A Dave Robicheaux Novel
This is the 18th installment in the Dave Robicheaux mysteries by James Lee Burke, after Swan Peak ( Sept/Oct 2008).
The Story: Dave Robicheaux, deputy sheriff of New Iberia, Louisiana, thinks he may have a serial killer on his hands. He has too many suspects and not enough evidence, plus a nagging feeling that the murders have something to do with the Abelards, a family of local oligarchs that built its fortune on the backs of slaves before the Civil War. Perhaps he murders have something to do with Robicheaux's adopted daughter, Alafair, who has been receiving a lot of attention from Kermit Abelard, ten years her senior. As Robicheaux approaches the truth, the increasing violence of the case grows closer to home.
Simon & Schuster. 448 pages. $25.99. ISBN: 9781439128299
Los Angeles Times
"The Glass Rainbow offers much that is familiar, from the brilliant lyrical wordscapes that capture bayou locations to the incomparably ruthless men and women of low or no conscience who wield power over others and threaten the way of life in Robicheaux's small corner of the world. ... But for all that is familiar here, there are two unexpected plot elements, one of which has the potential for changing everything." Dick Lochte
"Burke occasionally stumbles (every character we meet seems to end up playing an improbably crucial role in the plot), but the venerable author still writes with the same intensity, and moral avidity, that energizes his equally aged hero. And while there are plenty of villains for that hero to face--including, aptly, a Delta oil tycoon--Burke's finely developed understanding of the human race prevents anything from getting too black-and-white." Keith Staskiewicz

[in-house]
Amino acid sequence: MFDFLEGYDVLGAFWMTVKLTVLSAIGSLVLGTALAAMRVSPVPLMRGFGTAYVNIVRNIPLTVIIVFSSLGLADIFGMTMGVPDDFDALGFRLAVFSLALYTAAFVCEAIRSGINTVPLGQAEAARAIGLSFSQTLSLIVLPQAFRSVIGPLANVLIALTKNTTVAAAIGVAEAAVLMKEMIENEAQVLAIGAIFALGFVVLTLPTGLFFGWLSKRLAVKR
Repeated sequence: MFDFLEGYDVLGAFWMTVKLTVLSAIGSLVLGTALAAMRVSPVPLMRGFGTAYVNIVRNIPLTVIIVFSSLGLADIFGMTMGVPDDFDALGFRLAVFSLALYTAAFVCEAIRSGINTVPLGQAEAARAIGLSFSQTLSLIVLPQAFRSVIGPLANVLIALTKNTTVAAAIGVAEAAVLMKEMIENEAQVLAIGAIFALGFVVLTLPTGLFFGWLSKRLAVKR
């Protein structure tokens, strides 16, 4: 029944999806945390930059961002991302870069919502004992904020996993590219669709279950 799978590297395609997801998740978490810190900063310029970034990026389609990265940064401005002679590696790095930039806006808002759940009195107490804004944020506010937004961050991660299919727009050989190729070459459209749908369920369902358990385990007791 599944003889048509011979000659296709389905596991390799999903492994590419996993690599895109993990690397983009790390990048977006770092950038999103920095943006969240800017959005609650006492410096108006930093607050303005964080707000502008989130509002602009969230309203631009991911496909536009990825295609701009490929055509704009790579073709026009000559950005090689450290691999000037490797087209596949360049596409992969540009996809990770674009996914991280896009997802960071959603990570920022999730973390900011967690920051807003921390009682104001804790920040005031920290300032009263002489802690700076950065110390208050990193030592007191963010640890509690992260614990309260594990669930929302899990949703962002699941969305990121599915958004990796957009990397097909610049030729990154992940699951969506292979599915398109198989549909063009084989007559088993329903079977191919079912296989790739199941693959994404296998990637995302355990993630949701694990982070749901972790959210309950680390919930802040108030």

NY Times Book Review
"James Lee Burke knows his territory. This chunk of Louisiana Cajun country along Bayou Teche doesn't look like much on a map, but the region is rich in history and teeming with the many creatures that flourish in swamps." Marilyn Stasio
"Louisiana color shimmers like an oil sheen in The Glass Rainbow. ... Burke, 73, grew up on the Texas-Louisiana gulf coast and has worked as an oil company landman, newspaper reporter, English professor and skid row social worker--a breadth of experience that no doubt helped him create the array of characters in The Glass Rainbow." Paul Davis
"In the absence of subtlety, the author too often surrenders to his greatest weakness, predictability. ... Burke's characters, pimp and dominatrix alike, invariably speak in sonnets, unleashing overrehearsed reflections that suggest the author no longer distinguishes between interior monologue and melodramatic dialogue." Steve Duin
Critical opinions of The Glass Rainbow seemed to depend on how many James Lee Burke novels the reviewer had read before. Newcomers were impressed by Burke's lavish descriptions of Louisiana and flawed but honorable characters. However, several reviewers who had read the earlier volumes in the series were less impressed, saying this installment was nothing they hadn't seen before. Yet critics willing to hint at the ending of the book also said it will have more of an enduring impact on the series' main characters than previous installments, implying that this is one that fans of the Dave Robicheaux series should not skip.